Katy school life started in very modest means. Most of Katy’s school children lived on farms and went to school at home or in a one-room country school in the outlying areas. Some of Katy’s founding fathers set aside land for the original ‘Katy School’, a modest wood structure located at Avenue A and 6th Street.
The first school teacher, Mrs. Edna James, taught students there until the new brick Katy School was built in 1909. By the time the Katy Independent School District was organized in 1918, the high standards and student expectations had already started formulating.
When Katy ISD was founded, children from all of the small farm schools were brought together in the town of Katy. Historians say the Northerners and Midwesterners who came to Katy were a fairly educated group who wanted their sons and daughters to be properly schooled.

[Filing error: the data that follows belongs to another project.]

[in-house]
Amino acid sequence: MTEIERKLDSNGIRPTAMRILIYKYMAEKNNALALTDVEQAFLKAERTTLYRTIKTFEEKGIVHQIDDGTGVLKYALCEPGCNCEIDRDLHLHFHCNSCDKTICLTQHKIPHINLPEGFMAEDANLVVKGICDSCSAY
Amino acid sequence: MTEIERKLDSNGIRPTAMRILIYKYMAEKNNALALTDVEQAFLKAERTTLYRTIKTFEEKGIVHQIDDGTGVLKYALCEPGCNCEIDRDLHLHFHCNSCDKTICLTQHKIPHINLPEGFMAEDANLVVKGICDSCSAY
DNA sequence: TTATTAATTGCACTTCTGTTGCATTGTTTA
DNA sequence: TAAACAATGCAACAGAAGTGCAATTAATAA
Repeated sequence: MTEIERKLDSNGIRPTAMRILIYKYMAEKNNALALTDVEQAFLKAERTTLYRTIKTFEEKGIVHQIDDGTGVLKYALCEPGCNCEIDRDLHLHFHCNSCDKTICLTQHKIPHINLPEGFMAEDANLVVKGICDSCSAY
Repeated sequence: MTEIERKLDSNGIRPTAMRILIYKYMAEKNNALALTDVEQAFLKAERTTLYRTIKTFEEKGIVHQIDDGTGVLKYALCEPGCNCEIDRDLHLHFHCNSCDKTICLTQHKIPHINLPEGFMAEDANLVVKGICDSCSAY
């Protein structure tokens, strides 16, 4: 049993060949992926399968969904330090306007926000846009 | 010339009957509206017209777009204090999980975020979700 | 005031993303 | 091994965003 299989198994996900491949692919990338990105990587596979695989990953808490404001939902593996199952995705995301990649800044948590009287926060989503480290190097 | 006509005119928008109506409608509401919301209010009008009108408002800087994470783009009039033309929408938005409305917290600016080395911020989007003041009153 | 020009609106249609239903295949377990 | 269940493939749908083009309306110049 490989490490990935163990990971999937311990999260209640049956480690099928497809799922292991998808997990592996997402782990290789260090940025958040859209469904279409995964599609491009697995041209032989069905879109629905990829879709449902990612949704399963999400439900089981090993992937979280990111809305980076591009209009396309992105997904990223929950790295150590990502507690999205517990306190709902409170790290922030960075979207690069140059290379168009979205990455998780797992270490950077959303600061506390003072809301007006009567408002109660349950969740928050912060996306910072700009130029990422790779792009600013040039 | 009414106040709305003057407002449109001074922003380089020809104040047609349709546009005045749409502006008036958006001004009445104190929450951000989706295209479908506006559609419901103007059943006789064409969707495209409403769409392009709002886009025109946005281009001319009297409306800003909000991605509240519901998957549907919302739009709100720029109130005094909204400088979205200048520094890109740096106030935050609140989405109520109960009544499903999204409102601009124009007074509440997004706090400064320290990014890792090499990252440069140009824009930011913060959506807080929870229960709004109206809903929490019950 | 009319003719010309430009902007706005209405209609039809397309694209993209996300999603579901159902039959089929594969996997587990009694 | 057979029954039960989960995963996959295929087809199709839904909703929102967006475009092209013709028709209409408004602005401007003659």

Some of Katy’s early educators had unique teaching styles and were immersed in the student’s lives because they usually lived with local families.
According to Roberta Rylander, the most sought-after teacher in Katy’s early days was Mrs. Mary Wilkenson.
“Mary was from Brown and she married Mr. Clark Wilkenson and he moved her to Katy,” says Rylander.
Wilkenson’s students did very well and also enjoyed their teachings. Rylander says Wilkenson was unique because she was extremely patriotic and instilled a sense of pride in her students. “Everybody wanted their children to have Miss Mary.”